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I'm building custom hardware for my studio and one question keeps popping up: how to treat the GND connections?

A simple example: I have two mono inputs which go into a switch and from there to either stereo output A or stereo output B. One way to wire this would be to connect all GNDs directly (i.e. wire all GNDs of the input and output jacks together without a switch in between), the other way would be to use a switch with more poles and switch GND and V+ rather than just V+. Obviously with more complex setups there are a lot more connections required to route all GNDs, i.e. a lot cables to solder. Are there benefits to this approach or am I just wasting my time?

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There are two possibilities:

  • Use unbalanced connections, like in guitar pedals. In this case, you must have exactly one contiguous chain of ground connections (regardless of whether a device is bypassed, it must be shielded to avoid picking up capacitive interference, and any loop in the connections will pick up inductive interference). Bifurcated routings are a nightmare in this case, which is why unbalanced connections are largely abandoned in studio applications.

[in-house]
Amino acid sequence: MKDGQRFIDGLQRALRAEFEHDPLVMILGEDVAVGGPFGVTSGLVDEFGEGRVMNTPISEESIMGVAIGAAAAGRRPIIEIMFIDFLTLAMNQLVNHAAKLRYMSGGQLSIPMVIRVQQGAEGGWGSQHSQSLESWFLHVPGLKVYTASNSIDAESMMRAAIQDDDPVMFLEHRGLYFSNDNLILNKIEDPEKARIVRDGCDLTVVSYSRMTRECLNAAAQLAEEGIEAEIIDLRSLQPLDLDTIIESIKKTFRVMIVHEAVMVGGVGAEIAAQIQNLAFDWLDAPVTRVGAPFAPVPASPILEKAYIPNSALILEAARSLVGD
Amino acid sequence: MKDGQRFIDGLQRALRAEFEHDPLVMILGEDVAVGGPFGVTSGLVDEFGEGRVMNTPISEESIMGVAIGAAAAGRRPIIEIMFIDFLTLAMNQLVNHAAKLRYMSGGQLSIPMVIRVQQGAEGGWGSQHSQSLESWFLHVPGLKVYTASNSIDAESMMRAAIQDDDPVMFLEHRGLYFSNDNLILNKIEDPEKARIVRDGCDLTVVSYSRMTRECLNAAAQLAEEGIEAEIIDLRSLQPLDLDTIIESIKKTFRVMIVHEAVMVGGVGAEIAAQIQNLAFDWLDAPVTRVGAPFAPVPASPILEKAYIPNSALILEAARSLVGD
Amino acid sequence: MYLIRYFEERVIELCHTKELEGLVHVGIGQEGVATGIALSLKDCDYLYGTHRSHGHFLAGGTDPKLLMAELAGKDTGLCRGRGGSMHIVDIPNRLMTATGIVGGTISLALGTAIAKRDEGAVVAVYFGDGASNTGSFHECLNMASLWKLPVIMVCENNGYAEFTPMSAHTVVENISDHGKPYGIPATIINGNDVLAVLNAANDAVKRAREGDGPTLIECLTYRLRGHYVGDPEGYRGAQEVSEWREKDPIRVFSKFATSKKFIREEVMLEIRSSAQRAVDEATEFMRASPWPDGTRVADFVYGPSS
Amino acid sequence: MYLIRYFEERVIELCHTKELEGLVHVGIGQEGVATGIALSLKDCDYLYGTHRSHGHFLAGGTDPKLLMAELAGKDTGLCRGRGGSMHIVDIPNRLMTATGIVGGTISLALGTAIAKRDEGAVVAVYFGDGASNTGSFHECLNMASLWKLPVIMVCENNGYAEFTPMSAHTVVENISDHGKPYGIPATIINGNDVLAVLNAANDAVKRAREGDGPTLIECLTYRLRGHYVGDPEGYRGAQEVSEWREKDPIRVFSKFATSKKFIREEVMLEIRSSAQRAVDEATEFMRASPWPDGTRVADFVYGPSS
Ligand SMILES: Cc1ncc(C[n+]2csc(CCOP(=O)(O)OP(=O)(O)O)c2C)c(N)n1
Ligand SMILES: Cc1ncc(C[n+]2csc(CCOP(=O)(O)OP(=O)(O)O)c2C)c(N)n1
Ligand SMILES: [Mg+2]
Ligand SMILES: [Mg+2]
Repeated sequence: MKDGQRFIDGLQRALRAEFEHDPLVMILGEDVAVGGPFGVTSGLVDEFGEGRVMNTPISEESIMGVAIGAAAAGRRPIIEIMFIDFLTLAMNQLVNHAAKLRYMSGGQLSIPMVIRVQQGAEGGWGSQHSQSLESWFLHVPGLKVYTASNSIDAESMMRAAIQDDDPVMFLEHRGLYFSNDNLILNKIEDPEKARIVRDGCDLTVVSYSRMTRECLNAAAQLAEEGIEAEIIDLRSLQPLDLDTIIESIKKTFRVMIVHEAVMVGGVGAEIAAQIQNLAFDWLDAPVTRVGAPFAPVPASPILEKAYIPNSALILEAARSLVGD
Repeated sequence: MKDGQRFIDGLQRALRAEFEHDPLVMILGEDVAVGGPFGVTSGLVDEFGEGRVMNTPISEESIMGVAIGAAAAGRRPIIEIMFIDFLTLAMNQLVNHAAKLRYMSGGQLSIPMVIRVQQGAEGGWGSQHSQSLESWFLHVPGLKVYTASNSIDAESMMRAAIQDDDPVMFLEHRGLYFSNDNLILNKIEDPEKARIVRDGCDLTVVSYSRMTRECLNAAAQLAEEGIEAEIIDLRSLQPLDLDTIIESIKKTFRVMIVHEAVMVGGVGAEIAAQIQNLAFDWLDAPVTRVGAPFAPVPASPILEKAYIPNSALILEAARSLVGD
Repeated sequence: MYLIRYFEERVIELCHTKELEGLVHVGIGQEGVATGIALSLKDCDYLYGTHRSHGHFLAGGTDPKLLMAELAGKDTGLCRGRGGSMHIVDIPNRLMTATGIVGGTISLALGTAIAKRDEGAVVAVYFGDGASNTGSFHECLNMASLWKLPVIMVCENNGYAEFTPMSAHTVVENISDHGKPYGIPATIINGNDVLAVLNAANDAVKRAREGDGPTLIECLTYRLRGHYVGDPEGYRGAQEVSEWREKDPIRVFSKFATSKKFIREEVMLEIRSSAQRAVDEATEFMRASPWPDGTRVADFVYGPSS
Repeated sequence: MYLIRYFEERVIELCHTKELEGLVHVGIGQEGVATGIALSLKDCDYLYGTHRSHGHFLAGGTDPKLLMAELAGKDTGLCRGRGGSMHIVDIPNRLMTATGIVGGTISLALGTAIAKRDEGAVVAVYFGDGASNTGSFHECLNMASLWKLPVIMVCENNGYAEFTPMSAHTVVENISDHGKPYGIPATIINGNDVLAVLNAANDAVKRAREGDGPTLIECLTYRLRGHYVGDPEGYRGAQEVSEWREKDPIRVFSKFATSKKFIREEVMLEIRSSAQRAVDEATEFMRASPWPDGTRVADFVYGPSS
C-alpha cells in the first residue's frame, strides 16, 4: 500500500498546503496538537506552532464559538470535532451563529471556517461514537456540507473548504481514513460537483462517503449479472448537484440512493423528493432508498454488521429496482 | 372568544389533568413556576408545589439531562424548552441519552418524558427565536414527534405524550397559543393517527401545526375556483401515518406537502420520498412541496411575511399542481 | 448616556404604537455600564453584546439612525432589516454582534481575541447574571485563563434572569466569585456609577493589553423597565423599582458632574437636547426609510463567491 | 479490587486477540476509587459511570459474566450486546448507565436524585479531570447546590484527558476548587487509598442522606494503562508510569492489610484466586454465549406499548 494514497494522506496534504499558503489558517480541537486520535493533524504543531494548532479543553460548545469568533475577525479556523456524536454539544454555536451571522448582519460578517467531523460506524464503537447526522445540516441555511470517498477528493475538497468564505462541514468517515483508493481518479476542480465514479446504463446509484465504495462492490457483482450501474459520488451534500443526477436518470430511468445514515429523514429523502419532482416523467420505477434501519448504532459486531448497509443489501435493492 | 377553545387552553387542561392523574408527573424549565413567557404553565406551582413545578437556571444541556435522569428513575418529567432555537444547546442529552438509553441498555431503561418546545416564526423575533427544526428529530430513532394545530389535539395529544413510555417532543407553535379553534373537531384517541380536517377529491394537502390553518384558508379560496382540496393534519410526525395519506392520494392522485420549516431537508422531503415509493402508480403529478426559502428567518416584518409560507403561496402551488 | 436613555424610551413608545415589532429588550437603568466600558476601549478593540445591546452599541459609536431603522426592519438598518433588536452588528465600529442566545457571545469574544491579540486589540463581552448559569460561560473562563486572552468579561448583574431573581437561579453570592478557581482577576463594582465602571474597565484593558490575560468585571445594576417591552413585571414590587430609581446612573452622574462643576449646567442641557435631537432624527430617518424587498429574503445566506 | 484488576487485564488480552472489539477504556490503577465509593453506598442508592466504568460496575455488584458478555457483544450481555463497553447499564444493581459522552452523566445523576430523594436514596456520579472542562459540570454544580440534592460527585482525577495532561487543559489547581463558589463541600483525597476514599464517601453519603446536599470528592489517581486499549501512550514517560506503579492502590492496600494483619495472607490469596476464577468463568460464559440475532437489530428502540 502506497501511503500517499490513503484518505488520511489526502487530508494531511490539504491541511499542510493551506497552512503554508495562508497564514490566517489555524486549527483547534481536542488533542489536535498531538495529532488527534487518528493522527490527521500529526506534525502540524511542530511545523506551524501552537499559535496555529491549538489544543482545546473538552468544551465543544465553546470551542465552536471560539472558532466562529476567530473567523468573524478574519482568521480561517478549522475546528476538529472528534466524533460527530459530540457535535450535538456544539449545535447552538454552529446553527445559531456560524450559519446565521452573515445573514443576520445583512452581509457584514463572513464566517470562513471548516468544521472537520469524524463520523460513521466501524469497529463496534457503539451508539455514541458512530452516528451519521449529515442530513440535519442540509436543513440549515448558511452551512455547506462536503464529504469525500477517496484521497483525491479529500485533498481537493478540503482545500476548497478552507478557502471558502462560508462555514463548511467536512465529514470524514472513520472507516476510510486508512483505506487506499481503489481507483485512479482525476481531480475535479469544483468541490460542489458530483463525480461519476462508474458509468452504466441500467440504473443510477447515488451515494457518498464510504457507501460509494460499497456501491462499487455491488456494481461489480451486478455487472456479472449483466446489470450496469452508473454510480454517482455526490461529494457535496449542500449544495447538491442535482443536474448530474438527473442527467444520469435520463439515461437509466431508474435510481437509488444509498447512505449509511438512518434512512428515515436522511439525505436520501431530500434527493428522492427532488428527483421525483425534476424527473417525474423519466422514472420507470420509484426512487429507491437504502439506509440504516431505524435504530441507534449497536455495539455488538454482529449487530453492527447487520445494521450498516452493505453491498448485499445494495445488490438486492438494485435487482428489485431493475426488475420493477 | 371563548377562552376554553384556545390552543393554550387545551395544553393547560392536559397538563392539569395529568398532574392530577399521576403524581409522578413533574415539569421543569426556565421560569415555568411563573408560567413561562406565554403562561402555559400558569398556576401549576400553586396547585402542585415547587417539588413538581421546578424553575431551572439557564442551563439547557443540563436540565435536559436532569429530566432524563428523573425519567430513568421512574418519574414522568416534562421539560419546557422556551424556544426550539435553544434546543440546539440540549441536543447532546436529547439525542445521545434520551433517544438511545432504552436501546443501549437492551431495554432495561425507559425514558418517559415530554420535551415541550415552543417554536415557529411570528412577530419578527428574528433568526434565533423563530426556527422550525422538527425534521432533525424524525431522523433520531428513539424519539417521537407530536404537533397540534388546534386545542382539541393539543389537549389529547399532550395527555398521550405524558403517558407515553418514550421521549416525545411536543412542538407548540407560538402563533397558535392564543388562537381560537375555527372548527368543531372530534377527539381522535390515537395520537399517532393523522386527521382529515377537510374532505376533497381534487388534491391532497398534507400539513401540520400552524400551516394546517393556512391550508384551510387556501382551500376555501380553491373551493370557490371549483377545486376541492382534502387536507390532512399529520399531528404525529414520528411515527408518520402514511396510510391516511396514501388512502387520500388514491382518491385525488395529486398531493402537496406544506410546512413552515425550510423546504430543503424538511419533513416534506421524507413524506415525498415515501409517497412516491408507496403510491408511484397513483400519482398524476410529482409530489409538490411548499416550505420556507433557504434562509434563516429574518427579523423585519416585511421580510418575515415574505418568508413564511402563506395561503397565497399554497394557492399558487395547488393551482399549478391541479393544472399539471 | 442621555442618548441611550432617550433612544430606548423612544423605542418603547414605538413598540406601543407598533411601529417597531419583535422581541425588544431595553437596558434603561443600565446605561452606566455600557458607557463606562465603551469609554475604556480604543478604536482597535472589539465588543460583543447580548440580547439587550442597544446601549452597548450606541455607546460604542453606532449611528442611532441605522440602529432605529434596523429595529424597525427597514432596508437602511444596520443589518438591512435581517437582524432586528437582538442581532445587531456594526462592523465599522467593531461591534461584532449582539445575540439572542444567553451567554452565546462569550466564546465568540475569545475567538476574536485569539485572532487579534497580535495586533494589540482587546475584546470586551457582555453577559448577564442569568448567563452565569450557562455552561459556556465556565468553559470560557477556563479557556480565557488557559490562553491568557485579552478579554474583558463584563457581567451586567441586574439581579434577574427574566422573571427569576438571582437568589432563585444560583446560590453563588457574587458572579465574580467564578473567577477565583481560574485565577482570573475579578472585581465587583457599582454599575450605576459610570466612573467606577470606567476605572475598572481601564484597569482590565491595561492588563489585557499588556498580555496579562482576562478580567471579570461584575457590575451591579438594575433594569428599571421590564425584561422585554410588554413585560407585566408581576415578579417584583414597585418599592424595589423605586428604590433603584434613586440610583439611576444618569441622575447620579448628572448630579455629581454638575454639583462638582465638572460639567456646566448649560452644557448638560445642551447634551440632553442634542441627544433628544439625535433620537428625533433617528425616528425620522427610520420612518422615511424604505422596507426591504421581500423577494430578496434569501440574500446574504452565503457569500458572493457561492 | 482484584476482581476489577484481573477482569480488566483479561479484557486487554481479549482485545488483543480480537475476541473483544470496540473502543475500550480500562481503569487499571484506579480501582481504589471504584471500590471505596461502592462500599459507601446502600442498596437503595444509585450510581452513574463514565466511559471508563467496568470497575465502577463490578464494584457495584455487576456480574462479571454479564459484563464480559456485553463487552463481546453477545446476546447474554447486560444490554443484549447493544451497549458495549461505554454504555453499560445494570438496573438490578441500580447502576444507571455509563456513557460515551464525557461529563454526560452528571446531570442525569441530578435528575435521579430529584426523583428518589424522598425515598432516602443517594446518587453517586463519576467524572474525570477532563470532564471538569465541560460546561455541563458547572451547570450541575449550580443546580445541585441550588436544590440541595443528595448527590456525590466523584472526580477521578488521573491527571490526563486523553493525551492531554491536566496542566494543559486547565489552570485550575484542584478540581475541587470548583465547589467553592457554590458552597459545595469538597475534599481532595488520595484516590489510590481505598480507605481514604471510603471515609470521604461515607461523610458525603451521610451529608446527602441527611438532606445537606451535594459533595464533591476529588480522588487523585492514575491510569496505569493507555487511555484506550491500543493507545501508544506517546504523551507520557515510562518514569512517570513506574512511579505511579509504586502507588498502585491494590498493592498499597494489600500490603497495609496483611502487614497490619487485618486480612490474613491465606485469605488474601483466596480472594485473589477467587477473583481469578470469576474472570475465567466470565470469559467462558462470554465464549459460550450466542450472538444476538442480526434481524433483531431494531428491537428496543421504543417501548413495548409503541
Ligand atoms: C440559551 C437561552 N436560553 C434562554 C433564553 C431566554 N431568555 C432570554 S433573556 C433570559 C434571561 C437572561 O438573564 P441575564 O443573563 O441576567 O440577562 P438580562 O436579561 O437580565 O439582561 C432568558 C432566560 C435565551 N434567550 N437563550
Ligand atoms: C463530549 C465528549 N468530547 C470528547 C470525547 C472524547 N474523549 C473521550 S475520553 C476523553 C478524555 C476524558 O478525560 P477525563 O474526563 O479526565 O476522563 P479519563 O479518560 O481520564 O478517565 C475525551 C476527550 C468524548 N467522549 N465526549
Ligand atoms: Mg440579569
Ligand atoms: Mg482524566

• Use balanced connections. This is strongly preferrable: in this case it doesn't really matter what the ground does because any interference cancels between the signal wires. Each device can then just use the ground from its power socket, which is anyway a good idea for safety reasons. In practice, it can still makes a slight difference whether you have ground connected also via the line or not (because no device has perfect common-mode rejection); usually it doesn't make sense to connect ground but sometimes it can, certainly if a device has no ground of its own.

In neither case does it make sense to disconnect the ground on bypass. With balanced connections it can make sense to have a switch that only controls ground, though.

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